Gulf Oil Spill News
By Jennifer Larino – NOLA.com The Times-Picayune – September 24, 2014
A federal judge Wednesday (Sept. 24) ruled that BP has no right to recover more than $185 million the company says was overpaid to claimants under its oil spill settlement. BP said it plans to appeal the decision. U.S. District Judge Carl Barbier said the settlement BP agreed to makes it clear the British oil giant cannot claw back payments, even if the terms change as a result of future court rulings. BP sought repayment - plus interest - after a May court order approved a change in accounting rules for how oil spill losses were calculated under the settlement. For full story, click here.
By Steven Mufson – The Washington Post – September 4, 2014
A federal judge in New Orleans on Thursday ruled that BP’s “gross negligence” and “willful misconduct” had caused the massive oil spill in the Gulf of Mexico in 2010 and that the company’s “reckless” behavior made it subject to fines of as much as $4,300 a barrel under the Clean Water Act. A federal judge in New Orleans on Thursday ruled that BP’s “gross negligence” and “willful misconduct” had caused the massive oil spill in the Gulf of Mexico in 2010 and that the company’s “reckless” behavior made it subject to fines of as much as $4,300 a barrel under the Clean Water Act. For full story, click here.
By Stacey Plaisance – ABC News – August 12, 2014
On this day, Slavich's cage-like net pulls up dozens of empty, lifeless oyster shells. "It's not good," he said, shaking his head as he pushed the shells back into the water. "We've never seen it like this, not out here." Gulf Coast oyster harvests have declined dramatically in the four years since a BP PLC oil well blew wild in the nation's worst offshore oil disaster. Even after a modest rebound last year, thousands of acres of oyster beds where oil from the well washed ashore are producing less than a third of their pre-spill harvest. For full story, click here.
By Mark Schleifstein – Nola The Times-Picayume – June 26, 2014
Traces of a chemical contained in dispersants used to break up oil during the 87-day BP Deepwater Horizon oil spill in 2010 were found in material deposited on deepwater corals six months after the spill, and in weathered oil patties on Gulf Coast beaches four years later, according to a scientific letter published online this week in Environmental Science & Technology, the peer-reviewed research journal of the American Chemical Society. Researchers found tiny amounts of DOSS, an abbreviation of the chemical compound dioctyl sodium sulfosuccinate, in both the oil patties and deepwater sediment. The research conducted by scientists with Haverford College in Pennsylvania and the Woods Hole Oceanographic Institution in Massachusetts raises new questions about the assumptions on how quickly two COREXIT brand dispersants disappeared after being used to break up oil into tiny droplets, said lead author Helen Kirsty White, an assistant professor of chemistry at Haverford. For full story, click here.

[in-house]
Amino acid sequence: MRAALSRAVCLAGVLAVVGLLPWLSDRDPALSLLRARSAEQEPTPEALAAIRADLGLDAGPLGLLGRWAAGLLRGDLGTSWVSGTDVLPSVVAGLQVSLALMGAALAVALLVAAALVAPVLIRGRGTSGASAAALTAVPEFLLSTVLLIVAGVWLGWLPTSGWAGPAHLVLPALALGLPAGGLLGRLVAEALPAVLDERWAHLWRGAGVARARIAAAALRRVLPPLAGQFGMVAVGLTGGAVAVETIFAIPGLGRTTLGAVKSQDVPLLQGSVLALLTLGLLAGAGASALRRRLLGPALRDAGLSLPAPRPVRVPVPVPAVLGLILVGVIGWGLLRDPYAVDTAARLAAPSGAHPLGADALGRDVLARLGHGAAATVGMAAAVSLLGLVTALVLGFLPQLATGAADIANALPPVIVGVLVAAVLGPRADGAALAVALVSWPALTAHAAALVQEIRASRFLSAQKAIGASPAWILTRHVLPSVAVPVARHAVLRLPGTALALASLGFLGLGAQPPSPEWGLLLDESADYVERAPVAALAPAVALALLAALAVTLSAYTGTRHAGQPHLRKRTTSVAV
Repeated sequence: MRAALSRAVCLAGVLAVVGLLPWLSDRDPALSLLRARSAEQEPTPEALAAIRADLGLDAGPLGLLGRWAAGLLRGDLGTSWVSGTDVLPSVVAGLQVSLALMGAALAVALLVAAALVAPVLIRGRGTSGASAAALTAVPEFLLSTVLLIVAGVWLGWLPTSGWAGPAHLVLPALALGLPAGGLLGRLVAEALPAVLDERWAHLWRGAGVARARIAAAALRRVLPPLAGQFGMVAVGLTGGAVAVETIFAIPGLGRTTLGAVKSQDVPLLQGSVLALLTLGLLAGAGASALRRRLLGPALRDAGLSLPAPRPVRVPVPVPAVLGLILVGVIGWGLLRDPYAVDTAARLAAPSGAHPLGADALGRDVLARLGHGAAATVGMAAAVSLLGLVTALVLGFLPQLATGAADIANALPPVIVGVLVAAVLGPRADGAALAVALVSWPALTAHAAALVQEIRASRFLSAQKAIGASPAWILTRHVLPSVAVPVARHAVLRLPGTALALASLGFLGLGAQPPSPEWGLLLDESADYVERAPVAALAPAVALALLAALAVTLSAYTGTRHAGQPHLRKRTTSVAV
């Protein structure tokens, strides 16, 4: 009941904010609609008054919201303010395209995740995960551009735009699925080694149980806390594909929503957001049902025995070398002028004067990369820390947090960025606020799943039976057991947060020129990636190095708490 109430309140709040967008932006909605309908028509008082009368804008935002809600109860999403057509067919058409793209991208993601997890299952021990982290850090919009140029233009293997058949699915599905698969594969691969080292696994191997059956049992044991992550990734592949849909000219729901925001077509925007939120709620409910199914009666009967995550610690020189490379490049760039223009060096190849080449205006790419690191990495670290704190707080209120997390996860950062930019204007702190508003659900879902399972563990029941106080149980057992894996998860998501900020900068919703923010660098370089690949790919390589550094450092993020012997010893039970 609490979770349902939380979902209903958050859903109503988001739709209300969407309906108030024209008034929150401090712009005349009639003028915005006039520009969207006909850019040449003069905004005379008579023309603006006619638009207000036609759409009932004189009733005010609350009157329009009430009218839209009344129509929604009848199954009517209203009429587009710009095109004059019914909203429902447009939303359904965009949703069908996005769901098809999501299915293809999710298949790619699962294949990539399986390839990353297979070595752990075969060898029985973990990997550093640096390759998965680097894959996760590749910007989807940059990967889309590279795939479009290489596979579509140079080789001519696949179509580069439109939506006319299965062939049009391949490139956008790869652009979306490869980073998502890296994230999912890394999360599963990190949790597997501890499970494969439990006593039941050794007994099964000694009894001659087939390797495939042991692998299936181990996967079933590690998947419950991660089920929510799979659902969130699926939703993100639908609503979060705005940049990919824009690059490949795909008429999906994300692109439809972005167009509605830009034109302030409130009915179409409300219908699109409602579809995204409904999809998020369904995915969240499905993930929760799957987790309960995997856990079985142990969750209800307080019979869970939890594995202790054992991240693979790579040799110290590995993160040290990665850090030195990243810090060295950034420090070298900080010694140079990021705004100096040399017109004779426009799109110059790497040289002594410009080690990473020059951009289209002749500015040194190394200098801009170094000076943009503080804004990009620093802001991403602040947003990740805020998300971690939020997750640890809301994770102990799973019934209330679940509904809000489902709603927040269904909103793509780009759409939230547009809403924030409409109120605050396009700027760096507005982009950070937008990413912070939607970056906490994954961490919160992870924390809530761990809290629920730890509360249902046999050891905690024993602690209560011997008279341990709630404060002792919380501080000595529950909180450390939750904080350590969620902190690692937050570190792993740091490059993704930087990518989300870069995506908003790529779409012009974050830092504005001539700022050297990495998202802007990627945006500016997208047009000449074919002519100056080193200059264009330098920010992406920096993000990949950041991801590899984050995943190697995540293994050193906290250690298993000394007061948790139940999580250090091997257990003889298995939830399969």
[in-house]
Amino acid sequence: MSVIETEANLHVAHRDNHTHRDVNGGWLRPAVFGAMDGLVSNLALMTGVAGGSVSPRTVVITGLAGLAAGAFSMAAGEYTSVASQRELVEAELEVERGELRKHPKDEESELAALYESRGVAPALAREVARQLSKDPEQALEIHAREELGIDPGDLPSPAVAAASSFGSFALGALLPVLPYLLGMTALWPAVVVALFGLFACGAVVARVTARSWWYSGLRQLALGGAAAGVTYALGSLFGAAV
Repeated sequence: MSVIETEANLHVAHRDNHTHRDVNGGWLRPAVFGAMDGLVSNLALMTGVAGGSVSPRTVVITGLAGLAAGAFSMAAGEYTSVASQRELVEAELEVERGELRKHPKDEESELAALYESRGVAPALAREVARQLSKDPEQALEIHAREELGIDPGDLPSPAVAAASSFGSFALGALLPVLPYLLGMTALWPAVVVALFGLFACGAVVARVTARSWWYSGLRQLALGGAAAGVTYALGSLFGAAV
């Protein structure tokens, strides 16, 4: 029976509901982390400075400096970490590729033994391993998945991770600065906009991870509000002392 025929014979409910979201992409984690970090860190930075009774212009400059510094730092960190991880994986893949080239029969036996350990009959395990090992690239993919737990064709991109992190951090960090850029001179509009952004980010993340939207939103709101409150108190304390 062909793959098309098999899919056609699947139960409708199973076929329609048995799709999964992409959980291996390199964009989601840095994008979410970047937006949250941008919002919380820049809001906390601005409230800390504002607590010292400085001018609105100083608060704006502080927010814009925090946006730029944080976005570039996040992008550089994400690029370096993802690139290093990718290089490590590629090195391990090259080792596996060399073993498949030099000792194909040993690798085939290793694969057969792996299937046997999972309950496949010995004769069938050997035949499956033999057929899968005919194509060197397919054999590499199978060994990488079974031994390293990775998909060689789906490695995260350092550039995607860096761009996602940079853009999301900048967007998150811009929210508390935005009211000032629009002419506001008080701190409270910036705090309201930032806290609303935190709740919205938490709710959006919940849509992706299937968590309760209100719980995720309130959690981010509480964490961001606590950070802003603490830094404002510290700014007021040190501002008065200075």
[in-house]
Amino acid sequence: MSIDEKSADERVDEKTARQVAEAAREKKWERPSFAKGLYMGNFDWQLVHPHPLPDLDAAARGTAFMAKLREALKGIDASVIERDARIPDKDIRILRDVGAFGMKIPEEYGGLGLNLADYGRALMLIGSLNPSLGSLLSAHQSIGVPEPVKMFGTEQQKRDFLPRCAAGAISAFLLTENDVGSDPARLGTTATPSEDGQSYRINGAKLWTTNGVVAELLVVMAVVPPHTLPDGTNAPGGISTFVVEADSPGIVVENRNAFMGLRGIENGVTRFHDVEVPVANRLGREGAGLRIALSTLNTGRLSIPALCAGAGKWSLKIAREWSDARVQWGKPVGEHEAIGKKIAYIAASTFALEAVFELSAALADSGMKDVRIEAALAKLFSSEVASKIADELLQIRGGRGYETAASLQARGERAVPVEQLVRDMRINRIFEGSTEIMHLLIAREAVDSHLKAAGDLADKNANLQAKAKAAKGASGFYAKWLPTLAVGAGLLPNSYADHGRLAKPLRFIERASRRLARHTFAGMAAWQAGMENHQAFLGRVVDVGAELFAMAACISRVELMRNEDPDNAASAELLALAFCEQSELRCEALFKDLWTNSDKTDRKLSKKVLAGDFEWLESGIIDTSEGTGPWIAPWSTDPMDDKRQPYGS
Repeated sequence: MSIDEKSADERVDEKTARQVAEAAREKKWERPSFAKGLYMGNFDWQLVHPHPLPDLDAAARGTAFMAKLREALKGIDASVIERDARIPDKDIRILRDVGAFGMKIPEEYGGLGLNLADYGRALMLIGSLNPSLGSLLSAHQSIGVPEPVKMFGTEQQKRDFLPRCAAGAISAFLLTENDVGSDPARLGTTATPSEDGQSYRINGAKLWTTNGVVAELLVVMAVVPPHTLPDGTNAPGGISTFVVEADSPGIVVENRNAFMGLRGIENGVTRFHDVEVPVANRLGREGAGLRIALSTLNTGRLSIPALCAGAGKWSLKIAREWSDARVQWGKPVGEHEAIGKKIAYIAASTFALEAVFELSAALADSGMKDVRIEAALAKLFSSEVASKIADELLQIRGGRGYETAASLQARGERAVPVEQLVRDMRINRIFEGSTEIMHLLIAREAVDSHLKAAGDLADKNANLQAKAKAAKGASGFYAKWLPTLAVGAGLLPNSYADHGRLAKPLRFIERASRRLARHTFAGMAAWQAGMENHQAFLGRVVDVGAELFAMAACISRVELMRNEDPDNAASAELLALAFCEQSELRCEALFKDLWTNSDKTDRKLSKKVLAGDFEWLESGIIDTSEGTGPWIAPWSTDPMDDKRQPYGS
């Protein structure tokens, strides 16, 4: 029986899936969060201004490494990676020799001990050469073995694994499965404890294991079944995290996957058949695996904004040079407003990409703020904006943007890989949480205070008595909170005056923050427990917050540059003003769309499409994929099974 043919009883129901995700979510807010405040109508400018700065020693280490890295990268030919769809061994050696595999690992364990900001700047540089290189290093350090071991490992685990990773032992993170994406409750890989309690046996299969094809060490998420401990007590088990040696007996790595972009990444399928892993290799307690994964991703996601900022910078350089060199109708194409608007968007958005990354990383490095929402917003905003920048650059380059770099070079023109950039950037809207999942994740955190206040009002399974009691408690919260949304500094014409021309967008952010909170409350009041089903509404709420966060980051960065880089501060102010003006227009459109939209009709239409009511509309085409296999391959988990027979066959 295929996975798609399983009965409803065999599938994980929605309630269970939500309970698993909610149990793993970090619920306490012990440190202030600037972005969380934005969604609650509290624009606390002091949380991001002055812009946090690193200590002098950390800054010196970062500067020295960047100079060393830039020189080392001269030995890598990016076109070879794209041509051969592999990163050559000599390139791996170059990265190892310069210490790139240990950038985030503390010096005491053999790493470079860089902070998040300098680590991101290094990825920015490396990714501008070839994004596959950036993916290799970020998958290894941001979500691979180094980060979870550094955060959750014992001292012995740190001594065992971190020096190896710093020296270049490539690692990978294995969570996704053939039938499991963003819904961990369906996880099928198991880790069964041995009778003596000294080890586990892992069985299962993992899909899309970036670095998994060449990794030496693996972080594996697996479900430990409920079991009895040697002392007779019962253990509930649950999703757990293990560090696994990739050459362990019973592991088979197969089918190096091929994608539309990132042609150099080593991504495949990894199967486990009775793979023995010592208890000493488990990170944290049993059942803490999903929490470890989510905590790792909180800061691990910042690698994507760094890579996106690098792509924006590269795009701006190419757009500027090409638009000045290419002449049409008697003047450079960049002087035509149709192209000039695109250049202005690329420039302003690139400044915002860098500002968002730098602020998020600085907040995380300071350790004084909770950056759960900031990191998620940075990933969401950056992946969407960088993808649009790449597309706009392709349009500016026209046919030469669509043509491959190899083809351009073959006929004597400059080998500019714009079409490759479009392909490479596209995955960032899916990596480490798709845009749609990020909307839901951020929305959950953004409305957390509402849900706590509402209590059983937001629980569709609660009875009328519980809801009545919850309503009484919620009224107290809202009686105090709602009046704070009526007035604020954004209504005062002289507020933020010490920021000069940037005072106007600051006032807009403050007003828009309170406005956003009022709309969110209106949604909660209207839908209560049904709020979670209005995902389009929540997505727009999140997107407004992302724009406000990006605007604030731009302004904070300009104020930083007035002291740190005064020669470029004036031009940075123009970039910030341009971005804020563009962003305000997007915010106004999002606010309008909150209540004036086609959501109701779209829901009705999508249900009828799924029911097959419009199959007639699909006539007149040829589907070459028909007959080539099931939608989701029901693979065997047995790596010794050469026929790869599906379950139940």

By David Hammer – Gannett Shreveport Times – June 24, 2014 – Video
In a shocking move, BP has decided to shut down its internal oil spill claims program, taking away an avenue for more than 10,000 claimants who have opted out of the oil giant’s controversial settlement agreement or others who are not covered by it. BP won’t say how many claimants it served with the BP Claims Program over the last two years, but the amount paid through the end of April was a paltry $12 million. By contrast, over the exact same time frame, the court-supervised settlement program paid $3.8 billion. For full story and to view video, click here.
Nathanial Gronewold – E & E Publishing – June 5, 2014
Four years after the deadly Macondo offshore well blowout and explosion, oil drilling in the Gulf of Mexico remains unsafe despite scores of reform efforts, an independent federal investigative team warns in a report released here today. The accident at the Deepwater Horizon rig that killed 11 workers and seriously injured 17 sparked a wide-reaching reform initiative for offshore drilling regulations with authorities dissolving one federal agency and creating three new ones in its place. And a chastened industry responded by creating two offshore-blowout response teams and promising to double down on safety and assurance systems. But in a new investigation of the 2010 oil spill that could spark fresh debate over offshore oil and gas exploration in the Gulf of Mexico and beyond, the U.S. Chemical Safety and Hazard Investigation Board concludes that all these changes aren't enough. For full story, click here.
By Christina Steube – Sun Herald – May 28, 2014
Between 600,000 and 800,000 birds have died along the Gulf Coast as a result of the Deepwater Horizon oil spill in 2010, according to a study to be released this summer by the Marine Ecology Progress Series. Pascagoula River Audubon Center Director Mark LaSalle believes the total is in the seven-figure range. Whatever the number, LaSalle said the massive loss is a "major blow" to the ecosystem. For full article, click here.